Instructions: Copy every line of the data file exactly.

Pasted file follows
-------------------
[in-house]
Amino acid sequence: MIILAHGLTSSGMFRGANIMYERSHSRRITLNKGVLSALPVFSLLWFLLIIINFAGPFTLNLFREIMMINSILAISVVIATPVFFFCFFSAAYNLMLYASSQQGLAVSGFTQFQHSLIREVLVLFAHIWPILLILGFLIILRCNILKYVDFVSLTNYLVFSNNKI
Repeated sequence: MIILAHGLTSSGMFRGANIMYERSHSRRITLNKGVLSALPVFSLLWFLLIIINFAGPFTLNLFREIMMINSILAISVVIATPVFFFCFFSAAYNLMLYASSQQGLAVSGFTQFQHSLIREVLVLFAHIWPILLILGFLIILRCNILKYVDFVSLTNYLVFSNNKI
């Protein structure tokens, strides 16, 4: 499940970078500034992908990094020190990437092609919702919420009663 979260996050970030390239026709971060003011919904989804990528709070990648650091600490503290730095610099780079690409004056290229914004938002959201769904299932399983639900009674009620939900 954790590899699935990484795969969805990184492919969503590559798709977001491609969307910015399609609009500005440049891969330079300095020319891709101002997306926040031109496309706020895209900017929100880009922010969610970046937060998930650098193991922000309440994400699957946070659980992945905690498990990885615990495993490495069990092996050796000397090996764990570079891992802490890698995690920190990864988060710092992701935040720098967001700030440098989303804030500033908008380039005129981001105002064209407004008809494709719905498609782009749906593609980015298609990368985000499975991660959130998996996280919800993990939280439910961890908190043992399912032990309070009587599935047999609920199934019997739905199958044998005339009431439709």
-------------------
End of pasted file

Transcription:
[in-house]
Amino acid sequence: MIILAHGLTSSGMFRGANIMYERSHSRRITLNKGVLSALPVFSLLWFLLIIINFAGPFTLNLFREIMMINSILAISVVIATPVFFFCFFSAAYNLMLYASSQQGLAVSGFTQFQHSLIREVLVLFAHIWPILLILGFLIILRCNILKYVDFVSLTNYLVFSNNKI
Repeated sequence: MIILAHGLTSSGMFRGANIMYERSHSRRITLNKGVLSALPVFSLLWFLLIIINFAGPFTLNLFREIMMINSILAISVVIATPVFFFCFFSAAYNLMLYASSQQGLAVSGFTQFQHSLIREVLVLFAHIWPILLILGFLIILRCNILKYVDFVSLTNYLVFSNNKI
């Protein structure tokens, strides 16, 4: 499940970078500034992908990094020190990437092609919702919420009663 979260996050970030390239026709971060003011919904989804990528709070990648650091600490503290730095610099780079690409004056290229914004938002959201769904299932399983639900009674009620939900 954790590899699935990484795969969805990184492919969503590559798709977001491609969307910015399609609009500005440049891969330079300095020319891709101002997306926040031109496309706020895209900017929100880009922010969610970046937060998930650098193991922000309440994400699957946070659980992945905690498990990885615990495993490495069990092996050796000397090996764990570079891992802490890698995690920190990864988060710092992701935040720098967001700030440098989303804030500033908008380039005129981001105002064209407004008809494709719905498609782009749906593609980015298609990368985000499975991660959130998996996280919800993990939280439910961890908190043992399912032990309070009587599935047999609920199934019997739905199958044998005339009431439709």